Greece boasts incredible up to four millennia old historic sites, superb beaches scattered around the coastline, numerous islands which are yet perhaps its greatest treasure and mountains that urge you to put on your hiking boots and explore. It is a country of culture, which inspires with stories of Minoans, Romans, Arabs, Latin Crusaders, Venetians, Slavs, Albanians and Turks, and the country of hedonism, where one can experience typical Greek holiday. Another asset is Greek food, which is fresh, abundant and uncomplicated, best to taste at the simplest taverna. Greece is the country of surprises, where even the most demanding travellers can feel a true sense of discovery.
Boasting a great number of archaeological sites, Greece is a paradise for all the history and archaeology buffs. From the famous Parthenon in Athens, Olympia – the cradle of the Olympic games – located on the Peloponnese peninsula, to Delphi with the famous Apollo’s Temple…
The best archaeological museums in Greece are the National Archaeological Museum in Athens, the Archaeological Museum of Thessaloniki and the Archaeological Museum of Iraklion on the island of Crete.
Greece encompasses nearly 1,000 miles of coastline, over 2,000 islands of which 227 are inhabited. While some islands became so popular that their entire economies are now centred on the tourist trade, others have only been ‘discovered’ as holiday destinations - even by the Greeks - in recent years. An important asset of the Greek islands is their diversity: some are rocky, others green. Some are mountainous, others flat. Many are infamous for their nightlife, while others are renowned for their tranquility and relaxed lifestyle. Quite a few cater to high-end tourism and exclusive crowds, while there are islands that attract young and alternative types.
Greece is the world's largest exporter of extra-virgin olive oil. A visit to Greece also affords cheese connoisseurs the opportunity to sample local varieties. These include feta, and the less common mizithra, kefalotyri and graviera. Wine lovers enjoy red wines from Naoussa and Nemea. The white wines from Santorini are considered the best in the country. The spiciest cuisine in Greece is found in Thessaloniki, where mussels with pilaf are popular dish among locals. The island of Sifnos is known for its chickpea soup. The most exquisite eggplant dishes in the country are served in Leonidio.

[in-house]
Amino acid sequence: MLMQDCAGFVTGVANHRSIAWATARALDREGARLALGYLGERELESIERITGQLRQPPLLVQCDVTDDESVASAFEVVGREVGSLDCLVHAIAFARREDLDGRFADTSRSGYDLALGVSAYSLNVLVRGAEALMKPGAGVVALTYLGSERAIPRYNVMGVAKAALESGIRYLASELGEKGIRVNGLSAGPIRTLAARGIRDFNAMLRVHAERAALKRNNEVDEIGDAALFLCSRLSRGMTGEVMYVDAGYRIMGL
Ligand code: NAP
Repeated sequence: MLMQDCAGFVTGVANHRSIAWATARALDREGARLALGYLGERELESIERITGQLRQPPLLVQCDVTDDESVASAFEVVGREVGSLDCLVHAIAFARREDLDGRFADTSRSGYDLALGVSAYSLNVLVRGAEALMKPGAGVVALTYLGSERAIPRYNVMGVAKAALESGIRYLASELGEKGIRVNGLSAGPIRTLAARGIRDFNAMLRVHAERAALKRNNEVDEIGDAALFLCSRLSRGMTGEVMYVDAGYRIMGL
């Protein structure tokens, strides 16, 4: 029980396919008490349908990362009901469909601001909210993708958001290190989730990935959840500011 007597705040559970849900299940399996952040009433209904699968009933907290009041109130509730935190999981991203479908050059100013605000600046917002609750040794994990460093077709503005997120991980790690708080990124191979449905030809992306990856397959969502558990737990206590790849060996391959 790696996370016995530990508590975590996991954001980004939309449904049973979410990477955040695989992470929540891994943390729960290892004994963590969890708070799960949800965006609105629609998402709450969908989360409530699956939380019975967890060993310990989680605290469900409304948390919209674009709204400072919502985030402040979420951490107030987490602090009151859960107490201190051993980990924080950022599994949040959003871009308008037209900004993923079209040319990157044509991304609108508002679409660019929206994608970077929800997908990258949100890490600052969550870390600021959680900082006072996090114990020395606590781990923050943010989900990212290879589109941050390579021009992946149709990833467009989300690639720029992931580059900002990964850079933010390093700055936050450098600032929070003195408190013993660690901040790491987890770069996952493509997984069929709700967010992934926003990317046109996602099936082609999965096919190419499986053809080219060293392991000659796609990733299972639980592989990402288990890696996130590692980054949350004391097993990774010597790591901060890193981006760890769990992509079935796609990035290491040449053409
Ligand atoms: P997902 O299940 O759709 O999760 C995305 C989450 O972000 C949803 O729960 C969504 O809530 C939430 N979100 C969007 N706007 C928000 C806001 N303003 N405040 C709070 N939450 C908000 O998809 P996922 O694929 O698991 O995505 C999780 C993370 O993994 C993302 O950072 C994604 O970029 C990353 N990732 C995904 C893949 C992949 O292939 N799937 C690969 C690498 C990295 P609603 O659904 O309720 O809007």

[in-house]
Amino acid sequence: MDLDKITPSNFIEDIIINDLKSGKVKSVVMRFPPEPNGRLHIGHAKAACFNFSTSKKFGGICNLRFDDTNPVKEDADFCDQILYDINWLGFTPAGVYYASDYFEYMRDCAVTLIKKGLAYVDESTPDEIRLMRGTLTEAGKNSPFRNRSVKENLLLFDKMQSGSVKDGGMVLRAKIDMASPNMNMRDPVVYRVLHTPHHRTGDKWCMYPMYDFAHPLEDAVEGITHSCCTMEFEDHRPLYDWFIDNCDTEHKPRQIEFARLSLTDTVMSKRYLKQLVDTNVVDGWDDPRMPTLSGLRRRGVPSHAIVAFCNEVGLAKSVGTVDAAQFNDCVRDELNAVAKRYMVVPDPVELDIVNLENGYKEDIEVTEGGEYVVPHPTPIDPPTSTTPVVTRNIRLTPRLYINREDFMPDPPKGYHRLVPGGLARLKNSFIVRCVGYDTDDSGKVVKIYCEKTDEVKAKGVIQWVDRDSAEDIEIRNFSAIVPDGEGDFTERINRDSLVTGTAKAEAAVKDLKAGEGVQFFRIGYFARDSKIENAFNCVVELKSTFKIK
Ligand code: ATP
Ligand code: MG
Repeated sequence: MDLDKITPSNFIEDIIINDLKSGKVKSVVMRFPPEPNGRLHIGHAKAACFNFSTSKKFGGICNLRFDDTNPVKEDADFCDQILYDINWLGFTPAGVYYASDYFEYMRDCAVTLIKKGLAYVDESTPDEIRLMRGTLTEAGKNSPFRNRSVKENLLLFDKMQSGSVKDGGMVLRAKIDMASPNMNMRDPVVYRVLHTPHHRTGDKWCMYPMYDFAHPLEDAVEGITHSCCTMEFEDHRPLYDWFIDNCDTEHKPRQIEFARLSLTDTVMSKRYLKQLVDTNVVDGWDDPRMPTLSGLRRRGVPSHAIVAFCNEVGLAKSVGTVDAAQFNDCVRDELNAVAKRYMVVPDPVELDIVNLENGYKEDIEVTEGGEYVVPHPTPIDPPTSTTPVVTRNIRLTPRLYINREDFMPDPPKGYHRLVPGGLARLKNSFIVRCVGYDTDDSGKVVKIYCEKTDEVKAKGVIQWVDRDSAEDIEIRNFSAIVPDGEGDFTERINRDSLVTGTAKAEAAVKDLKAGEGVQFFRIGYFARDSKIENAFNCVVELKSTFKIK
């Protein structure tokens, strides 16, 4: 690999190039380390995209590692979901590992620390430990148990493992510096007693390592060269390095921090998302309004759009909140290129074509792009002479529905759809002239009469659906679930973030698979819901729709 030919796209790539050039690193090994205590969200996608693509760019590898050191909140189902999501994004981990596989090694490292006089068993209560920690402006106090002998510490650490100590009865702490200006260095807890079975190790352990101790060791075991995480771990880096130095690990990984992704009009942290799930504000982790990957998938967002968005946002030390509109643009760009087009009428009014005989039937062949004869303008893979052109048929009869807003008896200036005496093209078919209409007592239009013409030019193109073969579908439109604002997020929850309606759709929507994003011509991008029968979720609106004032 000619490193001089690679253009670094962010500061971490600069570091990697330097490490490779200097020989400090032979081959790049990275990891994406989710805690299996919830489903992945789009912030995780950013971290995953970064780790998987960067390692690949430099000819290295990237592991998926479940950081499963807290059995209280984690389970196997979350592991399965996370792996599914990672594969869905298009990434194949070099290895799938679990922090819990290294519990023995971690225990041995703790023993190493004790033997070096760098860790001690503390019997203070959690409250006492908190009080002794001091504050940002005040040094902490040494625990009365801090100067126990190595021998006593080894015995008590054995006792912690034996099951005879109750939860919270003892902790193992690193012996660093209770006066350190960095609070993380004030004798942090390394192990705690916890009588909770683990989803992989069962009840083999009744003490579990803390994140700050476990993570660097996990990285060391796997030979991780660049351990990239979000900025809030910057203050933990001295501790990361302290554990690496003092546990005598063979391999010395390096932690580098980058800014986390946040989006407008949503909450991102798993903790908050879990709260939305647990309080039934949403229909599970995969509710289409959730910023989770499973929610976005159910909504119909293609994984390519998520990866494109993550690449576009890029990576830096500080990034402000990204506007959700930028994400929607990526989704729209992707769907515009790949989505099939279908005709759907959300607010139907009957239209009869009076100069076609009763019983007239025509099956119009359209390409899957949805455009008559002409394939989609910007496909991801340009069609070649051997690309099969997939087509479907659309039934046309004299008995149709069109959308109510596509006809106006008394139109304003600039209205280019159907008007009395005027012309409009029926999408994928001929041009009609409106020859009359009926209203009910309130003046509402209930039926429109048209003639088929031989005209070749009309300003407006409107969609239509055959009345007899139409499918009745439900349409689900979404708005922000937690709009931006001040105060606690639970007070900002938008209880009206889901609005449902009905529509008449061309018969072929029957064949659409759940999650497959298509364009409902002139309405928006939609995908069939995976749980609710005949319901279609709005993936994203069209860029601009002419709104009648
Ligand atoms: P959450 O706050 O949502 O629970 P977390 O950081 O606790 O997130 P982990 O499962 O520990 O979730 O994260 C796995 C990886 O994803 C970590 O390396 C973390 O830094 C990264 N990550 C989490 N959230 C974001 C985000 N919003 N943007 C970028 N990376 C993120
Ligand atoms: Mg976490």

Thessaloniki is Greece’s second-largest city and the capital of the Macedonian region of Northern Greece. It boasts excellent restaurants, museums and sights, plus an increasingly hip nightlife scene. It seems that travellers return to Thessaloniki, especially thanks to its glorious historical sights: these include the White Tower, Ottoman structures, lengthy Byzantine walls at the Ano Poli (Upper Town), an neighbourhood of colourful old houses, with Byzantine churches peeking from winding alleyways. Grand structures include the 5th-century Church of Agios Dimitrios, the enormous Roman Rotunda and Roman Emperor Galerius’ 3rd-century palace ruins.
The capital of Greece, Athens, is the oldest city in Europe. It boasts the magnificent Acropolis, crowned by the iconic Parthenon temple rising above the city and historic centre including significant ancient sites along the longest and arguably most stunning pedestrian promenade. Athens is also one of Europe’s safest and liveliest cities, which leaves the visitors impressed with its vibrant street life and relaxed lifestyle, where people take time out for endless coffees and evening strolls, dine out until late and enjoy the city’s nightlife, long after the rest of Europe has gone to bed.
Delphi, the UNESCO World Heritage-listed town, is home to the Temple of Apollo and renowned Delphi Archeological Museum, housing artifacts and intriguing relics, which will guide you through rich Greek history. Ancient Greece is the civilization that existed roughly between the 8th century BC and 600 AD, and Delphi was said to represent the centre of it. Reputedly built on the spot where Zeus’ eagles collided when they were released from opposite ends of the earth, the ancient town is littered with intriguing monuments from this fascinating period of history.
Meteora, listed as one the World Heritage sites, is one of the greatest sights in all of Greece. The seemingly inaccessible ancient rock pinnacles with a number of monasteries occupy a valley just north of Kalambaka. Each monastery is built around a central courtyard surrounded by monks’ cells, chapels and a refectory. In the centre of each courtyard is the katholikon. Upon arriving to the town, you will glimpse the closest of the monasteries; Ayíou Stefánou perched on a massive pedestal with a forest of greyish pinnacles, cones and stubbier, rounded cliffs in the background. These are remnants of river sediment, which flowed into a prehistoric sea that covered the plain of Thessaly around 25 million years ago.
The last comer on the tourism stage Albania is rapidly catching up with its neighbours but still offering a very distinctive look and feel to it with the most preserved mediterranean coastline and a rich cultural heritage of its inlands.
From its mountain chains to the Black Sea Coast, from the rose valley and the vineyards to the monasteries and the old cities, Bulgaria is a very diverse country in the heart of the Balkan peninsula well-worth visiting.